Many places I go, there are no gyms, and it's not safe to run in the dark outside. So when I am at home, I work just that little bit harder to eat well and exercise. Don't get sucked into the trap of bad food and too much alcohol on the road, it's very easy.

And yes, Flyertalk. But don't take many of the random complaint threads too seriously.
posted by wingless_angel at 8:55 AM on August 30, 2010


I'm down to about 25% travel these days, but here are a few things I learned back in my 75% days:

Get the best quality suitcase you can afford. My personal recommendation is Travelpro. Mine has seen duty on better than 300 trips, and it's still as good as new. Tumi, on the other hand, has an undeservedly great reputation - they used to be the best on the market, but the company was sold a few years back and their quality has profoundly declined since. They're about a half-step up from Walmart quality these days, but with super-premium prices based on their past reputation.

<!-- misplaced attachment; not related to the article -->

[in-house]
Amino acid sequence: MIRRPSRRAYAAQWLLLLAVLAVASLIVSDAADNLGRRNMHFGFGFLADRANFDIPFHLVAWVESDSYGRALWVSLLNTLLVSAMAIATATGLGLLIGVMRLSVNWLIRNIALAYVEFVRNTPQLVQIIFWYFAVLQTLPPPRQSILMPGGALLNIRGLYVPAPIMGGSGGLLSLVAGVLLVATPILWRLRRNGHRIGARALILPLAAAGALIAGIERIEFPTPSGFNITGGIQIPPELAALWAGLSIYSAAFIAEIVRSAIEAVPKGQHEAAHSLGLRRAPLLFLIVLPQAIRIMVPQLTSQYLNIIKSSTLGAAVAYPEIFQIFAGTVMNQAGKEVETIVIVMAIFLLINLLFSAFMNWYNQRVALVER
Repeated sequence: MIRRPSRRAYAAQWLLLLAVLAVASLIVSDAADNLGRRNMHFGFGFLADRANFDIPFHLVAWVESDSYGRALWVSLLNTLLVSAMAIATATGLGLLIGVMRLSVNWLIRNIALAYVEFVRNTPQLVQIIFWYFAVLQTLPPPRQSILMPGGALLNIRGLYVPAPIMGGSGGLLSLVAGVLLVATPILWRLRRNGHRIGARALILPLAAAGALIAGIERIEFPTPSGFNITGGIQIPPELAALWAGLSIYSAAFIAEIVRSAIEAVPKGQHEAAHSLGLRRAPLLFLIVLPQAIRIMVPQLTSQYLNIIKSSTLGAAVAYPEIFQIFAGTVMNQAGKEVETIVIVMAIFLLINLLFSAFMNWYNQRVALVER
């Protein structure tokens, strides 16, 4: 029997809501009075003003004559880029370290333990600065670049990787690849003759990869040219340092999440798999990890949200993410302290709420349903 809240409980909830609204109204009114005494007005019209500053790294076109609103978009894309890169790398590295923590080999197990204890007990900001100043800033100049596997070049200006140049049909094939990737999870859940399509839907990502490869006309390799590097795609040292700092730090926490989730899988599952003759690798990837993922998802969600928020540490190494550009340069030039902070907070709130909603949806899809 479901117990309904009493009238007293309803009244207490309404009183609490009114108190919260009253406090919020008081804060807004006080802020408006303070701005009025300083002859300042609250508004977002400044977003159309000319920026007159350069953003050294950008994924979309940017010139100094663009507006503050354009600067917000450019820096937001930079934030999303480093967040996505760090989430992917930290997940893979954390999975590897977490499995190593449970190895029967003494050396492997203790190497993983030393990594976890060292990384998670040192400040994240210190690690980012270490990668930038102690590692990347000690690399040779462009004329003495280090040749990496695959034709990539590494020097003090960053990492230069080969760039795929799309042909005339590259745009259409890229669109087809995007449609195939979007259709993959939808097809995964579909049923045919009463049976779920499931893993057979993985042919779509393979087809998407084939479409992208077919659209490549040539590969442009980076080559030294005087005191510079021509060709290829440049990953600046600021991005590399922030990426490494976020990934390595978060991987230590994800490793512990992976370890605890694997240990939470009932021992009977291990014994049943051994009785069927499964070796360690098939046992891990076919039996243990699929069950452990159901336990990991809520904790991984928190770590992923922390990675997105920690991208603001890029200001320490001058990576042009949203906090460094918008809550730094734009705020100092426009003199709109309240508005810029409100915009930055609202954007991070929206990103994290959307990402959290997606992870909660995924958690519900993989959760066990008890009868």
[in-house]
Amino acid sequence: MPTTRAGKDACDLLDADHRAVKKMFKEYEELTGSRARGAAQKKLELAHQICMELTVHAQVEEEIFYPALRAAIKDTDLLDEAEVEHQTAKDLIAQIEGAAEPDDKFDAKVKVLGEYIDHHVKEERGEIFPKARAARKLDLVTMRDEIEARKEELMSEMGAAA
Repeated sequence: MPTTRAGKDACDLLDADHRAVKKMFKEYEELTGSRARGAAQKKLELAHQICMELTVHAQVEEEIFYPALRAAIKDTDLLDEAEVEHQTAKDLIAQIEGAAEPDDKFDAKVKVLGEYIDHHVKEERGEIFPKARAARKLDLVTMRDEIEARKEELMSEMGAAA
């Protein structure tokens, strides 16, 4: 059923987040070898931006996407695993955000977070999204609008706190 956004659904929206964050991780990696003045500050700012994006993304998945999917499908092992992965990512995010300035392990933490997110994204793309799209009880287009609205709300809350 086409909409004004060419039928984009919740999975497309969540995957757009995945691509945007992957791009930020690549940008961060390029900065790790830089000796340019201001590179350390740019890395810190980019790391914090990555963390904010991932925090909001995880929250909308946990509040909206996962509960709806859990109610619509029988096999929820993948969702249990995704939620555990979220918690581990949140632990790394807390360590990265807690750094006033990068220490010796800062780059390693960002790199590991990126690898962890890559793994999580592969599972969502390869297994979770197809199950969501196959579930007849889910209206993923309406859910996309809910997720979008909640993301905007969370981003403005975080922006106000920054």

Keep your toiletry and liquids bags packed all the time. When you're packing for a trip, the goal should be to just grab that bag and go, without futzing with the contents. In particular, you should buy and keep a second toothbrush, shaver/razor/hair trimmer, etc in that bag. It's worth the extra expense of keeping two of everything.

You should be able to do your job as well on the road as in the office - which means that your laptop case should be completely self-contained. Everything you need should be in that bag. I've found that it helps immensely to forego a separate desktop computer, and use your laptop for everything.